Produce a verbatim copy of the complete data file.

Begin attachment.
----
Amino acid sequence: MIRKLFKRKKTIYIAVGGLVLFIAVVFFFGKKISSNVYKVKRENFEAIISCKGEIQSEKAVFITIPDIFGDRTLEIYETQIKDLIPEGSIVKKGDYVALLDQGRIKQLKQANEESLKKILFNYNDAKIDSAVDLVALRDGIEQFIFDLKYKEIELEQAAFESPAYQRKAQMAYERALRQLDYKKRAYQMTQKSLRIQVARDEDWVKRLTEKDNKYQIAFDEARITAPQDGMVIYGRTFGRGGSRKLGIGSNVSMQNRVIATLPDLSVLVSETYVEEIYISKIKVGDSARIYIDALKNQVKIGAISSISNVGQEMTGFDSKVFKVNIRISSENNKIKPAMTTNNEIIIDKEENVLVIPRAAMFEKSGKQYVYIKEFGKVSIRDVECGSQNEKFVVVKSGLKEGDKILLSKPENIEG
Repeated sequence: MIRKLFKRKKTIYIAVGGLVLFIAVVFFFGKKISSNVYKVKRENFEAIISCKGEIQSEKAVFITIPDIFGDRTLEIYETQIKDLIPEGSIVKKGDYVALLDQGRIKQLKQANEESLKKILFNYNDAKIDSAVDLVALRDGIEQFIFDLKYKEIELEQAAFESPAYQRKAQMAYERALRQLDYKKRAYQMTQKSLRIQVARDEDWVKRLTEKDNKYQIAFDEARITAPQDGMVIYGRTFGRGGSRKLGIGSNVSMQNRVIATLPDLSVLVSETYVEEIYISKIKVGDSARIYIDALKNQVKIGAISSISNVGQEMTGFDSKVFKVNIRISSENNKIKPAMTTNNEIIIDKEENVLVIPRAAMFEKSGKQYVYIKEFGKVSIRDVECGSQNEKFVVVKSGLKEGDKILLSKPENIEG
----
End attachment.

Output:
Amino acid sequence: MIRKLFKRKKTIYIAVGGLVLFIAVVFFFGKKISSNVYKVKRENFEAIISCKGEIQSEKAVFITIPDIFGDRTLEIYETQIKDLIPEGSIVKKGDYVALLDQGRIKQLKQANEESLKKILFNYNDAKIDSAVDLVALRDGIEQFIFDLKYKEIELEQAAFESPAYQRKAQMAYERALRQLDYKKRAYQMTQKSLRIQVARDEDWVKRLTEKDNKYQIAFDEARITAPQDGMVIYGRTFGRGGSRKLGIGSNVSMQNRVIATLPDLSVLVSETYVEEIYISKIKVGDSARIYIDALKNQVKIGAISSISNVGQEMTGFDSKVFKVNIRISSENNKIKPAMTTNNEIIIDKEENVLVIPRAAMFEKSGKQYVYIKEFGKVSIRDVECGSQNEKFVVVKSGLKEGDKILLSKPENIEG
Repeated sequence: MIRKLFKRKKTIYIAVGGLVLFIAVVFFFGKKISSNVYKVKRENFEAIISCKGEIQSEKAVFITIPDIFGDRTLEIYETQIKDLIPEGSIVKKGDYVALLDQGRIKQLKQANEESLKKILFNYNDAKIDSAVDLVALRDGIEQFIFDLKYKEIELEQAAFESPAYQRKAQMAYERALRQLDYKKRAYQMTQKSLRIQVARDEDWVKRLTEKDNKYQIAFDEARITAPQDGMVIYGRTFGRGGSRKLGIGSNVSMQNRVIATLPDLSVLVSETYVEEIYISKIKVGDSARIYIDALKNQVKIGAISSISNVGQEMTGFDSKVFKVNIRISSENNKIKPAMTTNNEIIIDKEENVLVIPRAAMFEKSGKQYVYIKEFGKVSIRDVECGSQNEKFVVVKSGLKEGDKILLSKPENIEG